Dried Eucalyptus: How to dry & preserve eucalyptus

Dried eucalyptus is increasingly popular and is known for its versatility. Eucalyptus can be found in multiple forms and has multiple uses. Whilst there are some great benefits of eucalyptus, we are focusing on how to dry eucalyptus and styling dried eucalyptus leaves in your home.

Eucalyptus has over 700 species and is part of the myrtle family, Myrtaceae. Almost all eucalyptus species are native to Australia. Eucalyptus is known for its rapid growth with many of its species soaring to great heights. The giant gum tree or mountain ash is one of the largest of its species, sitting at around 90 metres tall, with a circumference of 7.5 metres and is native to Victoria and Tasmania.

In Australia, eucalypts are commonly known as gum trees. Whilst eucalyptus may not strictly be a flower, this foliage is easy to dry and looks amazing in dried flower arrangements.

There are many flowers that look amazing with dried eucalyptus such as billy buttons and dried hydrangea. Why not have a go getting crafty and learning how to dry flowers yourself these holidays!

The eucalyptus leaves tend to hold their luscious green colour and shape whilst drying, it even maintains part of its fresh scent too! You can either dry it upright in a tall vase or hang it upside to dry in a cool, dark and dry room.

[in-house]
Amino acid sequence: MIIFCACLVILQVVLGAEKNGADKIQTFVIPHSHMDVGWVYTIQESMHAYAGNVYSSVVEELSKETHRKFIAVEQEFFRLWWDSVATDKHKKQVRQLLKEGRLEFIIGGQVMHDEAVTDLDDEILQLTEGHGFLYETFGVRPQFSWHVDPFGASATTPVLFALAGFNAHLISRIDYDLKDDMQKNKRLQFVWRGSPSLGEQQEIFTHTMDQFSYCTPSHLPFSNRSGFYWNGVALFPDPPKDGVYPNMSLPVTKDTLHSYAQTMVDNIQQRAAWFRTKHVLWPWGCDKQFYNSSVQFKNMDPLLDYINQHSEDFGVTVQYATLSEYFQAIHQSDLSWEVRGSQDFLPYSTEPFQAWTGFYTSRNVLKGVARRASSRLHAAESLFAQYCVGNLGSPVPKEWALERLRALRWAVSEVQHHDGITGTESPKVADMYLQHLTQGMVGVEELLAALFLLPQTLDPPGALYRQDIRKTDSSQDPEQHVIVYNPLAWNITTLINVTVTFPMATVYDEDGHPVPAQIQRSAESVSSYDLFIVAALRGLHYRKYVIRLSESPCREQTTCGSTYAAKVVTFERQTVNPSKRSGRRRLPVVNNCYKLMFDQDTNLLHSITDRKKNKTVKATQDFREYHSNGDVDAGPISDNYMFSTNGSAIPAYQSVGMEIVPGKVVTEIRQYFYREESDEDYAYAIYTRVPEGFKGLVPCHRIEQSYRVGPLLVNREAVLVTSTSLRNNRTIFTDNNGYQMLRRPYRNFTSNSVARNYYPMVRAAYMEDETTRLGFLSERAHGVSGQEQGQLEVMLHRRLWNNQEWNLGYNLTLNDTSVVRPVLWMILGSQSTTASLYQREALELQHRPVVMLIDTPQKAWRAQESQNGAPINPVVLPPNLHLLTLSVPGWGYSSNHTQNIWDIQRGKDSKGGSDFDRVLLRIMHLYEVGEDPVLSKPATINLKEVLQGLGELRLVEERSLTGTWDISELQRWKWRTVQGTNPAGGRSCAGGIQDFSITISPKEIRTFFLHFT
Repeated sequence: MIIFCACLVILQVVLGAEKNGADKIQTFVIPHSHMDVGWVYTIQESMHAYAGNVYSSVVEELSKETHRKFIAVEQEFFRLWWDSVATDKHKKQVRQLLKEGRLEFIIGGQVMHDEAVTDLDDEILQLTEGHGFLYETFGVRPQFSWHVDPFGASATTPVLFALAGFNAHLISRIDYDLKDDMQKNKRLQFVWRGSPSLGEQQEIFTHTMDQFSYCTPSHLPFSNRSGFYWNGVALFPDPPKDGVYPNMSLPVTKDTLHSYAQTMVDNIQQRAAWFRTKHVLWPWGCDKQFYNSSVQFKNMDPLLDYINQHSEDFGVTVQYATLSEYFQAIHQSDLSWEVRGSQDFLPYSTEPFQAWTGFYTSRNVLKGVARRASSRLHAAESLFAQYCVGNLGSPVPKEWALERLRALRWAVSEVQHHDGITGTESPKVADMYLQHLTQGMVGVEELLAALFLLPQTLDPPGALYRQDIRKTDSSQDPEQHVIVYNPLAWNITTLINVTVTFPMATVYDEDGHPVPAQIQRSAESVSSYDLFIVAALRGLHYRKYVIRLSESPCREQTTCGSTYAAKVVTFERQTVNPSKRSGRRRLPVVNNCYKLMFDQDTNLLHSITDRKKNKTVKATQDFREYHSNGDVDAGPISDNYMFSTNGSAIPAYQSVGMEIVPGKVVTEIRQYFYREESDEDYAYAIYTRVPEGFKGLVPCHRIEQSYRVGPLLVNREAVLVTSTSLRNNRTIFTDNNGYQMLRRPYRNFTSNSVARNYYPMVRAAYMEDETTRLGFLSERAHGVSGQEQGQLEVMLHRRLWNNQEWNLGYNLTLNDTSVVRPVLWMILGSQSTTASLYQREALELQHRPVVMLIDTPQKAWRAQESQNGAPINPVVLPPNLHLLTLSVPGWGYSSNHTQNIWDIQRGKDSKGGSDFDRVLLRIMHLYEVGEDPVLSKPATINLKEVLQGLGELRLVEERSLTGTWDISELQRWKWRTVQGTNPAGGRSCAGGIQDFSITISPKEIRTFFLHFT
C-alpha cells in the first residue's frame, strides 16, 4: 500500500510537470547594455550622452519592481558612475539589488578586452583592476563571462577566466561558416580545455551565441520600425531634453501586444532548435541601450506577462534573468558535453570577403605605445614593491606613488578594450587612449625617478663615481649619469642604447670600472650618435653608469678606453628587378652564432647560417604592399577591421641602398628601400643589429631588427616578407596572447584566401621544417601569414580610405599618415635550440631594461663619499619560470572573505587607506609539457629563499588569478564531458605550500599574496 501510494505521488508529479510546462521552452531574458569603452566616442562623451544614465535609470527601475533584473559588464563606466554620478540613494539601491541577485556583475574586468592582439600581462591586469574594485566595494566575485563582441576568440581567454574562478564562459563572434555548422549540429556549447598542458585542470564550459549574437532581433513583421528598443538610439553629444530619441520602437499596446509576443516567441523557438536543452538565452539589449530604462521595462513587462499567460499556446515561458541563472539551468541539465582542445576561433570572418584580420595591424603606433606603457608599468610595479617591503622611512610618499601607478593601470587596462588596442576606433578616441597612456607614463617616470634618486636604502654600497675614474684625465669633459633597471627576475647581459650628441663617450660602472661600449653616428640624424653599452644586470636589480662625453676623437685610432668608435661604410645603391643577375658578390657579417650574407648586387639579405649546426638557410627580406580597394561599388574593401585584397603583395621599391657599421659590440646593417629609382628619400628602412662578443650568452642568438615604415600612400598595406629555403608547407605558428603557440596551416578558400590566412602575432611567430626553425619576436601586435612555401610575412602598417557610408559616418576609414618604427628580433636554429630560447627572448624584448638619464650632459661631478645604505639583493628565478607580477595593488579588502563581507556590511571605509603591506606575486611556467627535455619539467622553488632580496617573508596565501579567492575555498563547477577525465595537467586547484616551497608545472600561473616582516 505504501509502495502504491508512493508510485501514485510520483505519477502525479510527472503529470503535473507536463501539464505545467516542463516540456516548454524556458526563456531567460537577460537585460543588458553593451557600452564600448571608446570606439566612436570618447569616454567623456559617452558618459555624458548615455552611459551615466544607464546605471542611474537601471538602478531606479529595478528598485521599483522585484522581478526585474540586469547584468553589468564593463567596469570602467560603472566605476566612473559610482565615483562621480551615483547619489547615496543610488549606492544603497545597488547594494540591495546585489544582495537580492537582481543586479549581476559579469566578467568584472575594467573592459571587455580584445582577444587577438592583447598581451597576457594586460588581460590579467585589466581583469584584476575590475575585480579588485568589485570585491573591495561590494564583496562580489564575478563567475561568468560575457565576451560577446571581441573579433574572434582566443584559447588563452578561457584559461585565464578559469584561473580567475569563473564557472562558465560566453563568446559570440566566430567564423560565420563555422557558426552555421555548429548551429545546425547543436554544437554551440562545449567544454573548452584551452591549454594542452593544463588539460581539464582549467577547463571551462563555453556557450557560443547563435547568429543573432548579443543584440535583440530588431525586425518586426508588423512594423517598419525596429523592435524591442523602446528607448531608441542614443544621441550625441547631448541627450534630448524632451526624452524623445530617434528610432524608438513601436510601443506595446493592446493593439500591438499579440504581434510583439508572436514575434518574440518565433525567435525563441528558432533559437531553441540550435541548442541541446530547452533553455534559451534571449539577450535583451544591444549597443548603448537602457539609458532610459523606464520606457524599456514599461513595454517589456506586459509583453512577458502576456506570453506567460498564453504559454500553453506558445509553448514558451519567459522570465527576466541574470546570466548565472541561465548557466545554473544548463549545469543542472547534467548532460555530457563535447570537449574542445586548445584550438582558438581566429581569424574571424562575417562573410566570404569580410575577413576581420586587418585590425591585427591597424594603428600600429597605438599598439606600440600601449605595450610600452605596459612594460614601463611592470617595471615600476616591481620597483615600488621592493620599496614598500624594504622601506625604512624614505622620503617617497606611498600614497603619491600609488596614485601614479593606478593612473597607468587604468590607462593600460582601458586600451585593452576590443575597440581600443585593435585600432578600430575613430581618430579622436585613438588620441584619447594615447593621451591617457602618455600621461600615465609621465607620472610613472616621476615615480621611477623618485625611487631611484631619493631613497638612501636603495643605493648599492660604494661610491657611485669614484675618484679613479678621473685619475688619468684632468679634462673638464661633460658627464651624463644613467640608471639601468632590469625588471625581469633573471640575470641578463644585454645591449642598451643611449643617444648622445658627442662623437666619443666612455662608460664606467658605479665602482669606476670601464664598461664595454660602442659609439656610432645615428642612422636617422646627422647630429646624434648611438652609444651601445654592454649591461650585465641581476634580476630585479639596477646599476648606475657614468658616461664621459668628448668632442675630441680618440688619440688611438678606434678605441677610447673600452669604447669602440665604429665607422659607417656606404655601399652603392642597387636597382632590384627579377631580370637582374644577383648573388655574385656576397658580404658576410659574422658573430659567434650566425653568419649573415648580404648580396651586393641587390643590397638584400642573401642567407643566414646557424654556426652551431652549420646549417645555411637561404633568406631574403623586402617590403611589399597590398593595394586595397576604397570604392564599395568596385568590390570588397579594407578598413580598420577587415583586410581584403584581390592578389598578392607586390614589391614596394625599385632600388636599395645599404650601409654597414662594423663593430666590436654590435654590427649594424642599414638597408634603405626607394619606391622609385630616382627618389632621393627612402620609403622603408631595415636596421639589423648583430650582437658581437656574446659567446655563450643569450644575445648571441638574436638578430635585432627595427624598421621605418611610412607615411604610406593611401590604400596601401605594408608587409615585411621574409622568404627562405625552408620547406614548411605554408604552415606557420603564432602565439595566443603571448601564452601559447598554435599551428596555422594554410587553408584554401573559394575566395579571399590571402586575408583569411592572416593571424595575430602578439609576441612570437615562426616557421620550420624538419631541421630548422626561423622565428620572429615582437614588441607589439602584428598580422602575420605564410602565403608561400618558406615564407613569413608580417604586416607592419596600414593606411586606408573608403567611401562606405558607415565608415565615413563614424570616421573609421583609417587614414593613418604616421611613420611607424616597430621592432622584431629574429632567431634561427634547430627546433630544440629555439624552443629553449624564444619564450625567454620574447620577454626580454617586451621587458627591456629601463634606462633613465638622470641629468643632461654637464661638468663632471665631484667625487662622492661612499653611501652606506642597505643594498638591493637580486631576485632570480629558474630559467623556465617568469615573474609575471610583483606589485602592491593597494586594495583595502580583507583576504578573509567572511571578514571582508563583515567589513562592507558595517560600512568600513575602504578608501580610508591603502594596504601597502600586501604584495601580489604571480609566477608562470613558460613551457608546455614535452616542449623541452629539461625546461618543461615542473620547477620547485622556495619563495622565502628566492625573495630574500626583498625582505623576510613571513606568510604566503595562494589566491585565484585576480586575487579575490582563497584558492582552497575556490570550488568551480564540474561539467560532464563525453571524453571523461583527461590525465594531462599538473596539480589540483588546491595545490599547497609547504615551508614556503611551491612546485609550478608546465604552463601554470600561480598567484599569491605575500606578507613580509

We love using eucalyptus in our dried native flower arrangements. It is a great filler and feature of an arrangement.

Our native Banksia arrangement features gorgeous eucalyptus stems that we have dried in our Melbourne flower studio.



How to Air Dry Eucalyptus

Things you’ll need:

  • Fresh Eucalyptus Stems
  • Floral Scissors
  • String or Rubber Band
  • Stick or a Hanger


  1. Remove any excess foliage from the bottom inch of the eucalyptus stems - usually the leaves that have been fully submerged in water. Then, cut the stems to your desired length or leave as is.
  2. Tie the eucalyptus stems together with a string or rubber band. Then, find a dark and dry room or closet that has good circulation. Secure the stems upside down to a hanger, hook or stick, and leave the foliage to dry for 2 weeks or so.
  3. Once dried, remove the foliage from the hanger and you can lightly spray them with hairspray to protect the delicate leaves if you wish.
  4. Then, find a gorgeous vase to display the dried eucalyptus in, or add the stems to other dried flowers for your own gorgeous, native dried flower arrangement.



How to Preserve Eucalyptus

Things you’ll need:

– Fresh Eucalyptus Stems

– Scissors

Vegetable Glycerine

– Vase or Large Jar

– Boiling Water


1. Similar to air drying, strip the eucalyptus leaves off the bottom of the stems. Then, cut a few centimetres off the bottom of the branches that have been submerged in water.

2. Boil enough water to fill your large vase/jar. You will need 2 parts boiling water, to 1 part glycerin. Pour the boiling water into your jar, add the glycerin and stir until it has dissolved. Allow the solution to cool slightly, then, add in your eucalyptus leaves - arranging them so that each branch end is submerged in the water solution.